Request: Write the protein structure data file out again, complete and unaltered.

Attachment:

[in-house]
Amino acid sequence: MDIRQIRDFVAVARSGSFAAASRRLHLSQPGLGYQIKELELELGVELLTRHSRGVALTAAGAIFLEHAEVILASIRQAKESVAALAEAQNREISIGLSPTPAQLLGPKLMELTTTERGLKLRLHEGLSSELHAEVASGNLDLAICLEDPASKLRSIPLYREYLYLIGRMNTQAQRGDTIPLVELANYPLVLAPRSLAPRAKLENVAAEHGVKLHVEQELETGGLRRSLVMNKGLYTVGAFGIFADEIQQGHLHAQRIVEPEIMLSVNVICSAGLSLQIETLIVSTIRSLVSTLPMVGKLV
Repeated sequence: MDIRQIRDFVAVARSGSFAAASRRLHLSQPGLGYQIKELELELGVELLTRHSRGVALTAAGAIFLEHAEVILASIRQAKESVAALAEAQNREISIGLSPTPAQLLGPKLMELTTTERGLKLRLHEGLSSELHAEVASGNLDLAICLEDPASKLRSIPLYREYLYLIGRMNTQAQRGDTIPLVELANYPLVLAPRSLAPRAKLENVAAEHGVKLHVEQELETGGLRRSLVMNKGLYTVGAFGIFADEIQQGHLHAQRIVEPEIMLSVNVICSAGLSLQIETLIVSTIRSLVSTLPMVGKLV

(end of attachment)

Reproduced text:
[in-house]
Amino acid sequence: MDIRQIRDFVAVARSGSFAAASRRLHLSQPGLGYQIKELELELGVELLTRHSRGVALTAAGAIFLEHAEVILASIRQAKESVAALAEAQNREISIGLSPTPAQLLGPKLMELTTTERGLKLRLHEGLSSELHAEVASGNLDLAICLEDPASKLRSIPLYREYLYLIGRMNTQAQRGDTIPLVELANYPLVLAPRSLAPRAKLENVAAEHGVKLHVEQELETGGLRRSLVMNKGLYTVGAFGIFADEIQQGHLHAQRIVEPEIMLSVNVICSAGLSLQIETLIVSTIRSLVSTLPMVGKLV
Repeated sequence: MDIRQIRDFVAVARSGSFAAASRRLHLSQPGLGYQIKELELELGVELLTRHSRGVALTAAGAIFLEHAEVILASIRQAKESVAALAEAQNREISIGLSPTPAQLLGPKLMELTTTERGLKLRLHEGLSSELHAEVASGNLDLAICLEDPASKLRSIPLYREYLYLIGRMNTQAQRGDTIPLVELANYPLVLAPRSLAPRAKLENVAAEHGVKLHVEQELETGGLRRSLVMNKGLYTVGAFGIFADEIQQGHLHAQRIVEPEIMLSVNVICSAGLSLQIETLIVSTIRSLVSTLPMVGKLV